How could that possibly be the path of least resistance?
IIRC, lightning sorta can sometimes burn a path as it goes along. You can see that with the naked eye when there is a big electrical storm with you chances of looking in the right direction and from a non scary distance.
It is not making the whole jump in one instant like one might think. also, it sends feelers or feeders out from the ground also I think.
I tend to stay safe to avoid event #3… ( already been hit twice in my life… )
Neutral air is a very good insulator… right up until you heat it up enough, or subject it to a strong enough electric field, that it ionizes and becomes a plasma. And a plasma is actually a pretty good conductor.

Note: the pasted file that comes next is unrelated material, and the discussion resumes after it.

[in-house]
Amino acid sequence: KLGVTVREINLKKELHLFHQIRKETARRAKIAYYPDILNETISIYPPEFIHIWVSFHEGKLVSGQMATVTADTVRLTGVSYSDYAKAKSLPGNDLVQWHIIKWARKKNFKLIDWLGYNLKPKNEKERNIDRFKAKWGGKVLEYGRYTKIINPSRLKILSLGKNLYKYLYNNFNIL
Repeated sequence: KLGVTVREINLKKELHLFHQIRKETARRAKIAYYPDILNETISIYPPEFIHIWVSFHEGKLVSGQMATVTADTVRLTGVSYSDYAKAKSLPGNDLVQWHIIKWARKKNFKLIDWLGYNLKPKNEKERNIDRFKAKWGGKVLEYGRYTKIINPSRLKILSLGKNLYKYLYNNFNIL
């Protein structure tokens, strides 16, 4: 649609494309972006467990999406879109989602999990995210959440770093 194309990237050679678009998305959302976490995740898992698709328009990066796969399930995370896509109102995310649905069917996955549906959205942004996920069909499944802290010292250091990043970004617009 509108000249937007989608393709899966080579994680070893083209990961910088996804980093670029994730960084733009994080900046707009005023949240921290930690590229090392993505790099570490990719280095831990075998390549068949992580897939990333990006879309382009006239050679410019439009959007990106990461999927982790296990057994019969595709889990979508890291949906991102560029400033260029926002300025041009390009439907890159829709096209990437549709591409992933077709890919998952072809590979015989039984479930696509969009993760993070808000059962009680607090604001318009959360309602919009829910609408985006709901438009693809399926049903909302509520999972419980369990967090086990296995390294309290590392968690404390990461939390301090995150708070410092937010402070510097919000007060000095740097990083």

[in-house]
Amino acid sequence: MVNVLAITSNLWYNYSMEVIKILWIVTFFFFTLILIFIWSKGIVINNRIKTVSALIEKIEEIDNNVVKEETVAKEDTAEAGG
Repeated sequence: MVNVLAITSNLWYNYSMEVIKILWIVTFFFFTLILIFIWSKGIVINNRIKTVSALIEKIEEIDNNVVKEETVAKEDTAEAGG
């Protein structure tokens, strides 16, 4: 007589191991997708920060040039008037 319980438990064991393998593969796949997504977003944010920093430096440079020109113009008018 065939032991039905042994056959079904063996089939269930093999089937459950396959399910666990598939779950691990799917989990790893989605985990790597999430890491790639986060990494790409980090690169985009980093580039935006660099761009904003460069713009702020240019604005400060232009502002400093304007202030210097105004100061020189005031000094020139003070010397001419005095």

Have you ever seen a Jacob’s ladder? The voltage builds up until the electric field is strong enough to make a path at the narrowest point, and a spark jumps across. That bit of air is now hot, and so starts to rise, but it remains conductive, and so a current continues to flow through it while it’s rising. Eventually, the plasma rises enough above the tops of the prongs that it breaks the connection, and the voltage starts building up for the next spark.
I had assumed it was talking about cloud-to-cloud lightning, and I’ve been in stroms in which the lightning may have been traveling at least 50 miles across the sky. In one instance, it was an electrical snowstorm.